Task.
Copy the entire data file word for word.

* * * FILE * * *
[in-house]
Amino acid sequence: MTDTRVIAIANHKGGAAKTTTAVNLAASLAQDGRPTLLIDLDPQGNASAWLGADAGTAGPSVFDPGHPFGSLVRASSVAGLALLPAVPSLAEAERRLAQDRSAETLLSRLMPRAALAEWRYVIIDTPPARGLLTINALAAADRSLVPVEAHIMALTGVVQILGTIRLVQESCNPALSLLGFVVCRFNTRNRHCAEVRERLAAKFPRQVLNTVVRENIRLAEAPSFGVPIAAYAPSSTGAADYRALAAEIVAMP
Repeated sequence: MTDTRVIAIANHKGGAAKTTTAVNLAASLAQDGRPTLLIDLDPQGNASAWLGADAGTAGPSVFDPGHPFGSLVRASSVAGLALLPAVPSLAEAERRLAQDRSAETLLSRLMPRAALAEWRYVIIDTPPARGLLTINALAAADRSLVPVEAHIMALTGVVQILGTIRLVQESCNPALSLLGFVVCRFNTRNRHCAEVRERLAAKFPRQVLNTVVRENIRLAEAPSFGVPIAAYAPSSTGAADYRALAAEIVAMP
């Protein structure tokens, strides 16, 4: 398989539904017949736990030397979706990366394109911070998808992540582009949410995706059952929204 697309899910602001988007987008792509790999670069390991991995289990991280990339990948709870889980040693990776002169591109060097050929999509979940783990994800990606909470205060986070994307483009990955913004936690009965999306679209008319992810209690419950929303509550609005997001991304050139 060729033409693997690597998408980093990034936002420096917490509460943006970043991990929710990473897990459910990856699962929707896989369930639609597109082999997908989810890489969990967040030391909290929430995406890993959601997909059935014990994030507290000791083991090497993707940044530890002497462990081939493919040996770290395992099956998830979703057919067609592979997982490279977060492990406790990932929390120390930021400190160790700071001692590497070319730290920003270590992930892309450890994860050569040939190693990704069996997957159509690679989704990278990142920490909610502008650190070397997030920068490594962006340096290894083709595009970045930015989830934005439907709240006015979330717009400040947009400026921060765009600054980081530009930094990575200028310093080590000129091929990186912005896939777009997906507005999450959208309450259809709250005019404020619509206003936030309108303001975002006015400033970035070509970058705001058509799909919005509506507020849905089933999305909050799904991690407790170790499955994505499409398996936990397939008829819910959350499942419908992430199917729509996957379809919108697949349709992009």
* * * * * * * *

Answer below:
[in-house]
Amino acid sequence: MTDTRVIAIANHKGGAAKTTTAVNLAASLAQDGRPTLLIDLDPQGNASAWLGADAGTAGPSVFDPGHPFGSLVRASSVAGLALLPAVPSLAEAERRLAQDRSAETLLSRLMPRAALAEWRYVIIDTPPARGLLTINALAAADRSLVPVEAHIMALTGVVQILGTIRLVQESCNPALSLLGFVVCRFNTRNRHCAEVRERLAAKFPRQVLNTVVRENIRLAEAPSFGVPIAAYAPSSTGAADYRALAAEIVAMP
Repeated sequence: MTDTRVIAIANHKGGAAKTTTAVNLAASLAQDGRPTLLIDLDPQGNASAWLGADAGTAGPSVFDPGHPFGSLVRASSVAGLALLPAVPSLAEAERRLAQDRSAETLLSRLMPRAALAEWRYVIIDTPPARGLLTINALAAADRSLVPVEAHIMALTGVVQILGTIRLVQESCNPALSLLGFVVCRFNTRNRHCAEVRERLAAKFPRQVLNTVVRENIRLAEAPSFGVPIAAYAPSSTGAADYRALAAEIVAMP
């Protein structure tokens, strides 16, 4: 398989539904017949736990030397979706990366394109911070998808992540582009949410995706059952929204 697309899910602001988007987008792509790999670069390991991995289990991280990339990948709870889980040693990776002169591109060097050929999509979940783990994800990606909470205060986070994307483009990955913004936690009965999306679209008319992810209690419950929303509550609005997001991304050139 060729033409693997690597998408980093990034936002420096917490509460943006970043991990929710990473897990459910990856699962929707896989369930639609597109082999997908989810890489969990967040030391909290929430995406890993959601997909059935014990994030507290000791083991090497993707940044530890002497462990081939493919040996770290395992099956998830979703057919067609592979997982490279977060492990406790990932929390120390930021400190160790700071001692590497070319730290920003270590992930892309450890994860050569040939190693990704069996997957159509690679989704990278990142920490909610502008650190070397997030920068490594962006340096290894083709595009970045930015989830934005439907709240006015979330717009400040947009400026921060765009600054980081530009930094990575200028310093080590000129091929990186912005896939777009997906507005999450959208309450259809709250005019404020619509206003936030309108303001975002006015400033970035070509970058705001058509799909919005509506507020849905089933999305909050799904991690407790170790499955994505499409398996936990397939008829819910959350499942419908992430199917729509996957379809919108697949349709992009």